Let's assume that we're working over a finite alphabet $\Sigma=\{a, b\}$. How can one prove that $$L_2=\{w_1w_2...w_m| m ∈ \mathbb{N}, ∀i(w_i ∈ L)\}$$ is a regular language, provided that L is regular? By the way, L is a fixed language in the problem that I am solving, but it's regularity is trivial to prove so I have omitted it. This next step, however, I can't think of a valid way to prove. I would be glad if you guys could give me a hint.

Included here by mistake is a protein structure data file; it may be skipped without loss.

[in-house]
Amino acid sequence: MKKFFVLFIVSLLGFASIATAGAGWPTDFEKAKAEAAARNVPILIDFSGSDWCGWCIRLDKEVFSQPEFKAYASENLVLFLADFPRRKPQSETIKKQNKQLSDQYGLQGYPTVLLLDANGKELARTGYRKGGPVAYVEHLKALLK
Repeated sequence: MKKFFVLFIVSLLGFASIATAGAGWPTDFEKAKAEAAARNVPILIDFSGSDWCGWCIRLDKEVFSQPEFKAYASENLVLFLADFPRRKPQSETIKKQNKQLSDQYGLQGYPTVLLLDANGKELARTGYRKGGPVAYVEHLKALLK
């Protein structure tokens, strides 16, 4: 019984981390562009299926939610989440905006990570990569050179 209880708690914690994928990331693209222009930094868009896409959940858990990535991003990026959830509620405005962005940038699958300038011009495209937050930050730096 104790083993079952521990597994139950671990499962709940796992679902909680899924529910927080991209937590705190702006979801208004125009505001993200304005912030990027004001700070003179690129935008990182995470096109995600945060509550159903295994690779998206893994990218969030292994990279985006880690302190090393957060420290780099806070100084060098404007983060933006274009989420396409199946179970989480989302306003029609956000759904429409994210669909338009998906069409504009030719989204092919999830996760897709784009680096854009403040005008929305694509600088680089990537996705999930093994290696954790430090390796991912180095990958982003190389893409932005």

Your language is known as $L^+$.

It is a very standard property of regular languages that if $L$ is regular then so is $L^*$; this can be proved in several ways, and you can find proofs in textbooks and online sources. Since $L^+$ is either equal to $L^*$ or obtained from it by removing $\epsilon$ (the empty string), then $L^+$ is also regular.

  • $\begingroup$ Oh god. I was looking at some more complex constructions the whole day and been overthinking it. Thank you! $\endgroup$
    – arnaudoff
    Jun 20 '19 at 11:16

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